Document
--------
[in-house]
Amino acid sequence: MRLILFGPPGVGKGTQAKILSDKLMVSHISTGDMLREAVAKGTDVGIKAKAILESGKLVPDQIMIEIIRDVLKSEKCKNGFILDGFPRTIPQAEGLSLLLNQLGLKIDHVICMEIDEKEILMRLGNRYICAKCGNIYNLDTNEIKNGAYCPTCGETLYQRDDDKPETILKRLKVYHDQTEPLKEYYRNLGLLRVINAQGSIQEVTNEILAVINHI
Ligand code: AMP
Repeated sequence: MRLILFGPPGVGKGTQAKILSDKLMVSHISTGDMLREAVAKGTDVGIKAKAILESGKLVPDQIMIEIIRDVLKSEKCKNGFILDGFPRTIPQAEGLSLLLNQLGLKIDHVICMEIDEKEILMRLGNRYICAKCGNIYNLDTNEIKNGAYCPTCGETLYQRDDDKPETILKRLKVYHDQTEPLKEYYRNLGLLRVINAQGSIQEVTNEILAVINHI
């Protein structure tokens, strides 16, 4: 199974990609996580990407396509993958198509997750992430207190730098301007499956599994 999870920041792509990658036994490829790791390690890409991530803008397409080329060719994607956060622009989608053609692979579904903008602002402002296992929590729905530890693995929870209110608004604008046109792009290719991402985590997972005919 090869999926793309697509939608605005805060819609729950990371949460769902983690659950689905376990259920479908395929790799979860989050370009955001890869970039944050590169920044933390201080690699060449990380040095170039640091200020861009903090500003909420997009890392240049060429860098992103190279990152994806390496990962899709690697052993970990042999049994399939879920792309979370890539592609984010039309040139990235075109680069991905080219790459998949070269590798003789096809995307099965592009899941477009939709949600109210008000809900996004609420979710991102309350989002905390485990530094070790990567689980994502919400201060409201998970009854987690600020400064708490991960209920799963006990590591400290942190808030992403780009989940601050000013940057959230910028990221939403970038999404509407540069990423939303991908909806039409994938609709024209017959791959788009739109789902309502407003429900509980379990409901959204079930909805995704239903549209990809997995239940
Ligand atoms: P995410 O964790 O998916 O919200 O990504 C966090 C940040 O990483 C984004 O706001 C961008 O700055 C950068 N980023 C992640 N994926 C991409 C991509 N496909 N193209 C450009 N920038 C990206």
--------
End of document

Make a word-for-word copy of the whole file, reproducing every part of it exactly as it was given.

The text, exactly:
[in-house]
Amino acid sequence: MRLILFGPPGVGKGTQAKILSDKLMVSHISTGDMLREAVAKGTDVGIKAKAILESGKLVPDQIMIEIIRDVLKSEKCKNGFILDGFPRTIPQAEGLSLLLNQLGLKIDHVICMEIDEKEILMRLGNRYICAKCGNIYNLDTNEIKNGAYCPTCGETLYQRDDDKPETILKRLKVYHDQTEPLKEYYRNLGLLRVINAQGSIQEVTNEILAVINHI
Ligand code: AMP
Repeated sequence: MRLILFGPPGVGKGTQAKILSDKLMVSHISTGDMLREAVAKGTDVGIKAKAILESGKLVPDQIMIEIIRDVLKSEKCKNGFILDGFPRTIPQAEGLSLLLNQLGLKIDHVICMEIDEKEILMRLGNRYICAKCGNIYNLDTNEIKNGAYCPTCGETLYQRDDDKPETILKRLKVYHDQTEPLKEYYRNLGLLRVINAQGSIQEVTNEILAVINHI
């Protein structure tokens, strides 16, 4: 199974990609996580990407396509993958198509997750992430207190730098301007499956599994 999870920041792509990658036994490829790791390690890409991530803008397409080329060719994607956060622009989608053609692979579904903008602002402002296992929590729905530890693995929870209110608004604008046109792009290719991402985590997972005919 090869999926793309697509939608605005805060819609729950990371949460769902983690659950689905376990259920479908395929790799979860989050370009955001890869970039944050590169920044933390201080690699060449990380040095170039640091200020861009903090500003909420997009890392240049060429860098992103190279990152994806390496990962899709690697052993970990042999049994399939879920792309979370890539592609984010039309040139990235075109680069991905080219790459998949070269590798003789096809995307099965592009899941477009939709949600109210008000809900996004609420979710991102309350989002905390485990530094070790990567689980994502919400201060409201998970009854987690600020400064708490991960209920799963006990590591400290942190808030992403780009989940601050000013940057959230910028990221939403970038999404509407540069990423939303991908909806039409994938609709024209017959791959788009739109789902309502407003429900509980379990409901959204079930909805995704239903549209990809997995239940
Ligand atoms: P995410 O964790 O998916 O919200 O990504 C966090 C940040 O990483 C984004 O706001 C961008 O700055 C950068 N980023 C992640 N994926 C991409 C991509 N496909 N193209 C450009 N920038 C990206």